Computer Science

ECS 152B Computer Networks

ECS 152B COMPUTER NETWORKS (4 units)

Format
Lecture: 3 hours
Discussion: 1 hour

Catalog Description:
TCP/IP protocol suite, computer networking applications, client-server and peer-to-peer architectures, application-layer protocols, transport-layer protocols, transport-layer interfaces, sockets, network programming, remote procedure calls, and network management.

Prerequisite: Course 152A or Electrical and Computer Engineering 173A

Summary of course contents

  1. Preliminaries
    1. TCP/IP protocol suite
    2. Client-Server architecture
    3. Peer-to-Peer architecture
    4. Inter-Process Communications (IPC)
  2. Networking Applications and Protocols
    1. File Transfer Protocol (FTP)
    2. Hypertext Transfer Protocol (HTTP)
    3. Telnet / Remote Login
    4. Domain Name System (DNS)
    5. Remote Procedure Calls (RPC)
  3. Transport Layer Protocols
    1. User Datagram Protocol (UDP)
    2. Transmission Control Protocol (TCP)
  4. Transport Layer Interfaces
    1. Socket API
    2. Socket related system calls
    3. I/O Multiplexing
  5. Other Topics
    1. Security
    2. Network management
    3. Design and performance issues

Computer usage: Students will have access to the workstations in the Computer Science Department’s Instructional Facility.

Laboratory Projects: Through a number of assignments/projects (approximately 4-5 over a 10-week period), students will gain hands-on experience by designing and analyzing network and transport layer protocols and computer networking applications.

Goals: Students will: (1) learn the principles of upper-layer protocol stack and the design and implementation of computer networking applications; (3) learn the transport layer protocols and the services they provide to networking applications and the application layer protocols; (2) learn the basics in designing and developing networking applications and determine improvements by critically examining some existing applications; and (3) gain hands-on experience in designing network and transport layer protocols and computer networking applications.

Illustrative reading

  • W. R. Stevens, TCP/IP Illustrated, Volume1: The Protocols, Addison-Wesley Professional; 2 edition 2011.
  • J. Kurose and K. Ross, Computer Networking: A Top-Down Approach Featuring the Internet, 6th Edition, Pearson/Addison Wesley, 2012.
  • D. E. Comer, Internetworking with TCP/IP, Vol. I: Principles, Protocols, and Architecture, 5th edition, 2006.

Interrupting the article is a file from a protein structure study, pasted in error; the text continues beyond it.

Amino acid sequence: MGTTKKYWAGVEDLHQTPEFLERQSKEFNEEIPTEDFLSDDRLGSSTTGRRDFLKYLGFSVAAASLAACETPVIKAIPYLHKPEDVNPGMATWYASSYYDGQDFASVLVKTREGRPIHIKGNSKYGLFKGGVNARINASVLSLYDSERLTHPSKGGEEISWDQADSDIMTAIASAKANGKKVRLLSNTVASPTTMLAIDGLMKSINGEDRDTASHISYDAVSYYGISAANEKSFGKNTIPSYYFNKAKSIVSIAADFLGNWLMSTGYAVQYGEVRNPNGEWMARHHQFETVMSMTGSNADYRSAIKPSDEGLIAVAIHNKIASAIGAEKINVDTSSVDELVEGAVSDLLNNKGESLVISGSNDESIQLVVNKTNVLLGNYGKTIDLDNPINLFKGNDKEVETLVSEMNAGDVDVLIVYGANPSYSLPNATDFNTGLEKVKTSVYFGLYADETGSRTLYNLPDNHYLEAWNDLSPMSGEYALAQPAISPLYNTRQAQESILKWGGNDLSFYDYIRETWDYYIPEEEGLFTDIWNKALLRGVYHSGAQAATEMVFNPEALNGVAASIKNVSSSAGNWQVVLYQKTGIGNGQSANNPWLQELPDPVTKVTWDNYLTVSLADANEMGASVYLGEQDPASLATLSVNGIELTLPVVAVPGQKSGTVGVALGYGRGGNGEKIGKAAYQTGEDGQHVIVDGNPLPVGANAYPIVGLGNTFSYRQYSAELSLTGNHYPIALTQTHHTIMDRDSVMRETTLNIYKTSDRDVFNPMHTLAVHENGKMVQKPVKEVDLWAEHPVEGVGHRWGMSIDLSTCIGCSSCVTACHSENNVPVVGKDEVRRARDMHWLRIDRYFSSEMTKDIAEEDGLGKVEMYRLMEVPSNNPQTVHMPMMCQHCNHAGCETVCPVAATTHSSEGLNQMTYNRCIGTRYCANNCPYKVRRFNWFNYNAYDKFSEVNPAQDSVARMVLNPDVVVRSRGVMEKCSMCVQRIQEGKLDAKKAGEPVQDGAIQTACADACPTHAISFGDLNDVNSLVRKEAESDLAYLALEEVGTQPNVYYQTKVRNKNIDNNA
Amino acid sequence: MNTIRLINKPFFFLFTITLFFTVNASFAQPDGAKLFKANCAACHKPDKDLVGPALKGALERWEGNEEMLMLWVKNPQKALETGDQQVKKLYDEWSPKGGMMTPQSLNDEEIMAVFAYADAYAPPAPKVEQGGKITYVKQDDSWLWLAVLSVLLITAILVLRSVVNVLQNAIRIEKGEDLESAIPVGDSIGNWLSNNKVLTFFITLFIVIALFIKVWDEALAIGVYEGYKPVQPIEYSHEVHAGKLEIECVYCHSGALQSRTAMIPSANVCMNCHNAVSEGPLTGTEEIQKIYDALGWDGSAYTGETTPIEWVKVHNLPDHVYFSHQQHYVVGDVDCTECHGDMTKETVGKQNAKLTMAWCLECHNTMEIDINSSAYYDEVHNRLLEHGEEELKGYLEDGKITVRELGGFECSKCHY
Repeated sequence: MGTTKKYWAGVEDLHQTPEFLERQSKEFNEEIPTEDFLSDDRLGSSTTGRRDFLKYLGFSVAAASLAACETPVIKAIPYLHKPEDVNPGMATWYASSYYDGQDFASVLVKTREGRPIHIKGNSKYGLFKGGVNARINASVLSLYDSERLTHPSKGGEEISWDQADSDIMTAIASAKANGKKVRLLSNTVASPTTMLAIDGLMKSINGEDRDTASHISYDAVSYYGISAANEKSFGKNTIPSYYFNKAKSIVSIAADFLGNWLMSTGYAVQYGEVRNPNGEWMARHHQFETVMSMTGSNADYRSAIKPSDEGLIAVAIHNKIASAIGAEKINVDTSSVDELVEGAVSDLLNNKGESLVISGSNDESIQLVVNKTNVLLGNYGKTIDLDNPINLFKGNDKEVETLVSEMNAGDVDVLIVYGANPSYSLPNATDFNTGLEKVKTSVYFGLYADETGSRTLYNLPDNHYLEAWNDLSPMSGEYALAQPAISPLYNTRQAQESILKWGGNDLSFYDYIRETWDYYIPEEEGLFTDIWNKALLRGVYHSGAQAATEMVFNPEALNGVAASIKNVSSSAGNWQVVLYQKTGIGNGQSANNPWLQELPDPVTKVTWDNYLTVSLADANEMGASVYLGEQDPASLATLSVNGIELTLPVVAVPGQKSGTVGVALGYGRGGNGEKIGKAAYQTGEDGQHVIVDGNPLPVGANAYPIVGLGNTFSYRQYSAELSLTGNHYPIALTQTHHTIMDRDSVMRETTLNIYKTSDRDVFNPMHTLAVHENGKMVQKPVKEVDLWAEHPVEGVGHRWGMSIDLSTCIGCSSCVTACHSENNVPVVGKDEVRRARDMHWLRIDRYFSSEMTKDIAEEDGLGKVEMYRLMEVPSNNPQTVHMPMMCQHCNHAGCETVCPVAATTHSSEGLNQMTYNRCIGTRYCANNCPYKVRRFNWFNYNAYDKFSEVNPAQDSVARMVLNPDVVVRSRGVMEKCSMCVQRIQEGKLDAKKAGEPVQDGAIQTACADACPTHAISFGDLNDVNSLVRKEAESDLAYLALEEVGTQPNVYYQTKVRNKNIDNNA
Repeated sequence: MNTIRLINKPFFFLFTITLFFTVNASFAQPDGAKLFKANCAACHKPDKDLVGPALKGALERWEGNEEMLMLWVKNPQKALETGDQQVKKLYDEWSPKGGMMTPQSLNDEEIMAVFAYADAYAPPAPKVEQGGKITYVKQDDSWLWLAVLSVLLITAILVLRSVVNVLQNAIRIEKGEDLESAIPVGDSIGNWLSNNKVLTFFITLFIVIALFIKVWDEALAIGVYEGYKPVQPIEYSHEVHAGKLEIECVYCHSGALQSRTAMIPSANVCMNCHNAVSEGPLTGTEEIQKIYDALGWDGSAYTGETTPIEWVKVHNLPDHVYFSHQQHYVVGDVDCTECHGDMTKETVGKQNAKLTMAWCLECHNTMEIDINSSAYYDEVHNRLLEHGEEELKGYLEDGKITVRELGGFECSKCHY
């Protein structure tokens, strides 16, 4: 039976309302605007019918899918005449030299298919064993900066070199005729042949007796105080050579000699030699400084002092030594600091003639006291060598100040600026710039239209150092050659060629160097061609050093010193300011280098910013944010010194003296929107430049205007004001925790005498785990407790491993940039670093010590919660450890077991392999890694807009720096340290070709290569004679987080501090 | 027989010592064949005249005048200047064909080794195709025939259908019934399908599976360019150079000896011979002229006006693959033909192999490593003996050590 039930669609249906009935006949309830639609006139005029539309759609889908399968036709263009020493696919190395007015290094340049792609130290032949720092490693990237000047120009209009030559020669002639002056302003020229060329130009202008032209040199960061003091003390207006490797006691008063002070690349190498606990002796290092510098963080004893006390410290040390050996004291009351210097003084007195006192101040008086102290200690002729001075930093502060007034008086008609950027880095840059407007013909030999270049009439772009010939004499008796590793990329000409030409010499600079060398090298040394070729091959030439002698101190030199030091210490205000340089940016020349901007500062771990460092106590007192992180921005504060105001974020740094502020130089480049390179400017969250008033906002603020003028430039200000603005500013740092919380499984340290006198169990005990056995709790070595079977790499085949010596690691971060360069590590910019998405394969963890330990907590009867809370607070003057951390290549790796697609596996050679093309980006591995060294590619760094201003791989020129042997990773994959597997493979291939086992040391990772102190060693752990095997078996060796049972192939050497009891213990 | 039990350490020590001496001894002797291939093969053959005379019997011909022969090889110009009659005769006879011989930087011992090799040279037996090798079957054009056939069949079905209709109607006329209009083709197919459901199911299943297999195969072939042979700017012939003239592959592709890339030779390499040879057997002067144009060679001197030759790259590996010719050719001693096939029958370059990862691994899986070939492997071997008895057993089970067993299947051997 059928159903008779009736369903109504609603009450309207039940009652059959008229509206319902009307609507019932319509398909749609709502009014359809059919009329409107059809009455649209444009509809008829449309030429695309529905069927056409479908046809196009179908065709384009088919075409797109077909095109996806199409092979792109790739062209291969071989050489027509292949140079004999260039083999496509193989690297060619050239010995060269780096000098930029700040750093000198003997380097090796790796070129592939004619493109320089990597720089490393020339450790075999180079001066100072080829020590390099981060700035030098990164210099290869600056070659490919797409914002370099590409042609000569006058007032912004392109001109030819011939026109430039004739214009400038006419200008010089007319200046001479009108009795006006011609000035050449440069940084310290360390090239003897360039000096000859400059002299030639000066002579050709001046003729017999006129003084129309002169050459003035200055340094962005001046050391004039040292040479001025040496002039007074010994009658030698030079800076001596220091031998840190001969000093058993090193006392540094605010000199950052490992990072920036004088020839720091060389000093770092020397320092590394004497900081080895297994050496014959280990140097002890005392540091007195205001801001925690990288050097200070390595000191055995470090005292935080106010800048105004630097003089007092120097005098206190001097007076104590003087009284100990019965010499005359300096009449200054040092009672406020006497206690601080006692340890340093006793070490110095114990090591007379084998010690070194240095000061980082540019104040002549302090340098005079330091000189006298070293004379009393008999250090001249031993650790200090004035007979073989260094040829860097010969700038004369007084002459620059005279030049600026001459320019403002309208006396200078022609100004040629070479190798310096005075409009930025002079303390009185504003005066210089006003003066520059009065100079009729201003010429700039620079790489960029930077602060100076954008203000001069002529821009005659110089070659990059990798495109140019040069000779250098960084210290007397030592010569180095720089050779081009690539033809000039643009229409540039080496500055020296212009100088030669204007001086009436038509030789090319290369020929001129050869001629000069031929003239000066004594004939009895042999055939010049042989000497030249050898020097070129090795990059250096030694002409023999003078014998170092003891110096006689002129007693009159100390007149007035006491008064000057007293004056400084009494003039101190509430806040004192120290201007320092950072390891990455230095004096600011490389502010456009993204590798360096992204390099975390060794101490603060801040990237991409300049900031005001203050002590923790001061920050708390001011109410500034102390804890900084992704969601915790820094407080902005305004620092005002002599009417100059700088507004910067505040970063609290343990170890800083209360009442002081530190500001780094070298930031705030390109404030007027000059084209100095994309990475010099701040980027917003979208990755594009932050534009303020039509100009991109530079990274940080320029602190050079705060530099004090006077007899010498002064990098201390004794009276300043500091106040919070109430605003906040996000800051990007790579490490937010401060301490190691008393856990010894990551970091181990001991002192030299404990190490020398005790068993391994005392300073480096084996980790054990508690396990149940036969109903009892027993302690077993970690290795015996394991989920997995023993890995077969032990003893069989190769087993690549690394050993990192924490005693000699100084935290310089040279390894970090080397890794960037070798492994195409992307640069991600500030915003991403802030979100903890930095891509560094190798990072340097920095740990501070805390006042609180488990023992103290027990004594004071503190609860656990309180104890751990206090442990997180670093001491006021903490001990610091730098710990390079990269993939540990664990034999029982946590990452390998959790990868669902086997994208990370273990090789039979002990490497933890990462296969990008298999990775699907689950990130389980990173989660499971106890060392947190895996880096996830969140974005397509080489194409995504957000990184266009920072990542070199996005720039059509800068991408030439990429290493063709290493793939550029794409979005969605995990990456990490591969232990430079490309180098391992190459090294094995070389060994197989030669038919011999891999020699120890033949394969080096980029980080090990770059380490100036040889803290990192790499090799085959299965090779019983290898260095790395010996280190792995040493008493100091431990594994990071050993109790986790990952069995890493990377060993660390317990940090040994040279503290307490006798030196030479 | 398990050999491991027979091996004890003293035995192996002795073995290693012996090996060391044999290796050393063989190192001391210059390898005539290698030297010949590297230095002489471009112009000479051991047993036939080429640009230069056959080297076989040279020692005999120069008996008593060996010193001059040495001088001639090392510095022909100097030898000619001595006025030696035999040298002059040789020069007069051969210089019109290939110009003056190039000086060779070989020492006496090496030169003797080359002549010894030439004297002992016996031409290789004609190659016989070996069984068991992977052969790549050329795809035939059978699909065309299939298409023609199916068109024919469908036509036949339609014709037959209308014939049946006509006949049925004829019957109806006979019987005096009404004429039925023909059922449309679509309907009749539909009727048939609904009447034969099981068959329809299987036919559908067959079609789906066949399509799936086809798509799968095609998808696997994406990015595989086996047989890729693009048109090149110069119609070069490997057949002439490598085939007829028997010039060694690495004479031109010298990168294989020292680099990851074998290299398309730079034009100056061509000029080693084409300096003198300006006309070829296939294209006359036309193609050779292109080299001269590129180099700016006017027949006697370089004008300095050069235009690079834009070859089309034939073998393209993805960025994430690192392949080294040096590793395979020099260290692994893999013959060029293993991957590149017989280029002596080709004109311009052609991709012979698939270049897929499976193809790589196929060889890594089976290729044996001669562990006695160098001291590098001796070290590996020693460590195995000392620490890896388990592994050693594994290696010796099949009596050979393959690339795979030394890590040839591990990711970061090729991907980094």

• D. E. Comer and D. L. Stevens, Internetworking with TCP/IP, Vol. II: Design, Implementation, and Internals, Third Edition, Prentice-Hall, 2009.

Engineering Design Statement:
The laboratory projects are design-oriented and experimental in nature. Sample projects include: (1) design and analysis of a reliable transport protocol over UDP, (2) design and analysis of a distributed database over a TCP/IP network, and (3) design of a network time protocol using which clients can synchronize their clocks to a universal time server.

ABET Category Content:
Engineering Science: 1 unit
Engineering Design: 2 units

GE3: Science & Engineering

Overlap: None

Instructors: D. Ghosal, N. Matloff, P. Mohapatra, and B. Mukherjee

History: Reviewed by D. Ghosal (2012.10.25): 1) Updated and reorganized the course content, removed cross listing statement, updated reading list, updated the prerequisite statement, removing ECS 150 as a required course. Prior version by D. Ghosal, March 2003.

Outcomes

1

 

an ability to apply knowledge of mathematics, science, computing, and engineering

2

X

an ability to design and conduct experiments, as well as to analyze and interpret data

3

X

an ability to design, implement, and evaluate a system, process, component, or program to meet desired needs, within realistic constraints such as economic, environmental, social, political, ethical, health and safety, manufacturability, and sustainability

4

X

an ability to function on multi-disciplinary teams

5

 

an ability to identify, formulate, and solve computer science and engineering problems  and define the computing requirements appropriate to their solutions

6

 

an understanding of professional, ethical, legal, security and social issues and responsibilities

7

X

an ability to communicate effectively with a range of audiences

8

X

the broad education necessary to understand the impact of computer science and engineering solutions in a global and societal context

9

 

a recognition of the need for, and an ability to engage in life-long learning

10

X

knowledge of contemporary issues

11

X

an ability to use current techniques, skills, and tools necessary for computing and engineering practice

12

 

an ability to apply mathematical foundations, algorithmic principles, and computer science and engineering theory in the modeling and design of computer-based systems in a way that demonstrates comprehension of the tradeoffs involved in design choices

13

X

an ability to apply design and development principles in the construction of software systems or computer systems of varying complexity

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